This past summer Wesleyan’s quiet campus was the backdrop for a cold case murder investigation. More than forty years ago, an alleged double homicide was committed in Dice R. Anderson Cabin, but without enough evidence, the case went cold. In July, however, stained carpet and furniture were discovered in the Arboretum. To determine if the evidence was sufficient to re-open the case, Wesleyan’s own crime scene investigators – twenty five middle school girls from the Spectacles math and science camp – were given the task of determining whether or not the stains were blood. “We picked blood off the carpet and furniture in the cabin,” Adreanna Chester, a local camper, excitedly explained. “Then we had to test the blood to see whose it was to try and solve the murders.”
The mock crime scene was staged by Dr. Holly Boettger-Tong, director for the Center for Women in Science and Technology at Wesleyan, and other Spectacles’ faculty members. It was just one of the many engaging activities that Adreanna and her fellow campers experienced while attending Spectacles, a week-long residential math and science camp sponsored by Wesleyan for middle school girls.
For the past twenty-one years, Spectacles has offered middle school girls from all over the world the exciting opportunity to immerse themselves in real life math and science experiments. Spectacles is an academic program of the prestigious Duke University Talent Identification Program (TIP) – an organization dedicated to serving academically – gifted youth. Each summer, Spectacles attracts some of the brightest middle school girls to Wesleyan’s campus to explore the possibilities of becoming the world’s next generation of scientists and mathematicians.
Using the College’s state-of-the-art science labs and electronic classrooms, and drawing on the extensive expertise of Wesleyan’s faculty from the College’s Division of Science and Mathematics, Spectacles offers a fun but challenging real-college experience.
According to the report, Women in STEM: A Gender Gap Innovation, published in August of 2011 by the U.S. Department of Commerce, Economics and Statistics Administration (ESA), women fill nearly half of all jobs in the U.S. economy, but they hold less than twenty-five percent of STEM (science, technology, engineering and mathematics) jobs. This has been the case throughout the past decade. Why the gender gap? The report and Dr. Boettger-Tong cite several possible factors including a lack of female role models, gender stereotyping, and less family-friendly flexibility in the STEM fields. Whatever the reasons, Spectacles is offering middle school girls exposure, positive experiences, and intentional interactions with powerful women role models who are employed in STEM professions. Wesleyan is showing girls that the opportunity is there and encouraging them to pursue high-paying and challenging STEM related professions.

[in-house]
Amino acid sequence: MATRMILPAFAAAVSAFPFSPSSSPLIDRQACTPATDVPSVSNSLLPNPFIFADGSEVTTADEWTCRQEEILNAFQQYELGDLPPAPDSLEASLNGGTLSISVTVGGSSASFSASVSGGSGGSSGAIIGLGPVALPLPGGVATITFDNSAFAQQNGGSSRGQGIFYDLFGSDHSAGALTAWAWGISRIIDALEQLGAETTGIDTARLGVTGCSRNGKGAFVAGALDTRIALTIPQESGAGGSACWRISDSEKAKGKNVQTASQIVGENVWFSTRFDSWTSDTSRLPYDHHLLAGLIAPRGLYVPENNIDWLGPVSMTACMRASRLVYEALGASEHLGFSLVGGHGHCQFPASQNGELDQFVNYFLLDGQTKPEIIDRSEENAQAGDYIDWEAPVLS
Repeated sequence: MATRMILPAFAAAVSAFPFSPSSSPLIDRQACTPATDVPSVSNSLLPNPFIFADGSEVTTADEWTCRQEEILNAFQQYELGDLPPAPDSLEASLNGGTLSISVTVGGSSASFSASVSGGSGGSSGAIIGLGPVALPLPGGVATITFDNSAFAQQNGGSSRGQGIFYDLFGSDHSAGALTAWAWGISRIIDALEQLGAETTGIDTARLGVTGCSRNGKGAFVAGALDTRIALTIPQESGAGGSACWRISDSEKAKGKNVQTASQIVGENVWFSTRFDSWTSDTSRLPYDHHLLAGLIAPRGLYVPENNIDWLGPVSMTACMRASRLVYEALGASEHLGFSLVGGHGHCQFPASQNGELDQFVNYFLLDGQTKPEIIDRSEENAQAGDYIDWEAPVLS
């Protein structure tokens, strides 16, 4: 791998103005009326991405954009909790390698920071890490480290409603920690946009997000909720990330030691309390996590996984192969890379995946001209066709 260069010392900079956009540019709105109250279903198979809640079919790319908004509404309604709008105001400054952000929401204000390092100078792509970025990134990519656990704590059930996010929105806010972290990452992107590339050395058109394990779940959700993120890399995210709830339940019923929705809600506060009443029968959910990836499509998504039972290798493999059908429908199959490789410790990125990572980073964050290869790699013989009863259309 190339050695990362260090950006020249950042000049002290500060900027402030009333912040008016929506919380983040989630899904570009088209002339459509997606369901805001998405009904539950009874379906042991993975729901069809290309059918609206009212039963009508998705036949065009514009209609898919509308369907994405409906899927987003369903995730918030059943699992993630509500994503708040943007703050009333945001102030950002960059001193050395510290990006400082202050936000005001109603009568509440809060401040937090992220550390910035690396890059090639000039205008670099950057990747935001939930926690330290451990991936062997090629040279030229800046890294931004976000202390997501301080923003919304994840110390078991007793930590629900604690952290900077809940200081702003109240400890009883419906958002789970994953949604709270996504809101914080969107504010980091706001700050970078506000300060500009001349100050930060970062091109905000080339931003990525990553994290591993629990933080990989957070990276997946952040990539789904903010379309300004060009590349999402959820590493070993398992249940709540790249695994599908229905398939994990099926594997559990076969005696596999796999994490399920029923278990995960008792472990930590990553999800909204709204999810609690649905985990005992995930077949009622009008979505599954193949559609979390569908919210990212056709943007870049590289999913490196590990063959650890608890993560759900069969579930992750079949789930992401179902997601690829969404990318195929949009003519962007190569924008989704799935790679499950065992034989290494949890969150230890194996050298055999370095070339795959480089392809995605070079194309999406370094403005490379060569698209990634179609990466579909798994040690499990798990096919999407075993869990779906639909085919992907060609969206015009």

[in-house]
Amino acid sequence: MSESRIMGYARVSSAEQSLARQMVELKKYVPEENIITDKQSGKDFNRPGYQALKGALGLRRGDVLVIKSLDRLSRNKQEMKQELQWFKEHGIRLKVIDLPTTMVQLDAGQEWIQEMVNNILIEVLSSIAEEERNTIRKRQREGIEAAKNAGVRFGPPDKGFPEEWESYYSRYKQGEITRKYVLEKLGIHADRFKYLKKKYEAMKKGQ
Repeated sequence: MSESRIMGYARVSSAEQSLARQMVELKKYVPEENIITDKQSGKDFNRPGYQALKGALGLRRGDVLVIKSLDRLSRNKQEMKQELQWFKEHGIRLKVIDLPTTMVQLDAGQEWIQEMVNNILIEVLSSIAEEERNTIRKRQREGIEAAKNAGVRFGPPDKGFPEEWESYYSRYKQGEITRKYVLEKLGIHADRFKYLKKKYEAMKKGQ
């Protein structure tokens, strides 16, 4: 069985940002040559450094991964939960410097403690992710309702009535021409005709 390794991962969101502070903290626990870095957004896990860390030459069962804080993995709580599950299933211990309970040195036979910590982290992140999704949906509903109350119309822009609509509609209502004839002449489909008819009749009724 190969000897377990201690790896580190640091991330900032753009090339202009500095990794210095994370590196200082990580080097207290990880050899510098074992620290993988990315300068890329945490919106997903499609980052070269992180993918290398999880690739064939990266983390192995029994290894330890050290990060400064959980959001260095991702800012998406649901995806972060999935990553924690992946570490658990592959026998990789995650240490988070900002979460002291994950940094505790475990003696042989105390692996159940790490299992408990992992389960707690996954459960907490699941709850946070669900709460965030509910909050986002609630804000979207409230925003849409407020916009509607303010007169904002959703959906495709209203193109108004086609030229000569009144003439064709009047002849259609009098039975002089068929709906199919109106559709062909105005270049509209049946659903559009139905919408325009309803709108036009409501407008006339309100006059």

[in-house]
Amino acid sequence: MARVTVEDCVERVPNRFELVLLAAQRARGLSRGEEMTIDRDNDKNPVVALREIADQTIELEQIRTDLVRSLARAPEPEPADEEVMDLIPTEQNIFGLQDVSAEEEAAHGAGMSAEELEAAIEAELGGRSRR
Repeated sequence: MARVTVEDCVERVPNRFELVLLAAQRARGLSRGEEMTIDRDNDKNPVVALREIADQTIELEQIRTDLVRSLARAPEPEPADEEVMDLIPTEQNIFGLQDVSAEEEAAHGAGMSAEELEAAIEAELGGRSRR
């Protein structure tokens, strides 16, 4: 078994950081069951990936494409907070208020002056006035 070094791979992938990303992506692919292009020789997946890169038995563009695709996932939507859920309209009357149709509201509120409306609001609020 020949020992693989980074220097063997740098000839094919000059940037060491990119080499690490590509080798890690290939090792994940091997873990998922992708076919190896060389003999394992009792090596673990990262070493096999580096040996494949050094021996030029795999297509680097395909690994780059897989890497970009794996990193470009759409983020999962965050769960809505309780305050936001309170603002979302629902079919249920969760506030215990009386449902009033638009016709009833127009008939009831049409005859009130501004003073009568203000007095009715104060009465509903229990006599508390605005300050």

“We make science and math cool,” said Dr. Boettger-Tong. “We want them to see the creativity and purpose in science and math – something that’s exciting, fun, and accessible – something they can take with them.”
Jeremy Magruder is a former Spectacles camper who is now pursuing her PhD in engineering at the University of Florida (UF). She participated in the camp ten years ago while in seventh grade and claims Spectacles made a lasting impact on her life. After returning to her hometown of Orlando, Florida, she attended an engineering, science and technology magnet high school where she excelled in the classroom.
“It was during Spectacles that I gained the desire to obtain a PhD in engineering,” said Jeremy. “We went on a field trip to Oak Ridge National Laboratory and had the opportunity to go inside a nuclear reactor. That moment changed my life.” Jeremy has been serving as a role model for students since she was in high school and still works as a mentor with high school students through the UF Chapter of the National Society of Black Engineers Pre-College Initiative. “I’m a huge supporter of educating students about the applications of math and science at a young age,” said Jeremy. “I think middle school is a great time because students understand the basic concepts that exist in interesting STEM projects.”
As for Adreanna, now an eighth grader at Macon’s St. Peter Claver school, the crime scene in the cabin inspired her interest in pursuing a career in forensics, and she is already researching colleges. One of her fellow campers came all the way from Saudi Arabia and would like to return to Spectacles to learn even more about chemistry and biology. She is encouraging Adreanna to pursue her dream too. “A strong community of women invested in math and science serve as powerful role models for these young girls,” said Dr. Boettger-Tong. “We hope to show the girls they can become the women scientists and mathematicians of tomorrow and that their participation is necessary for the continued growth and diversity of these fields.”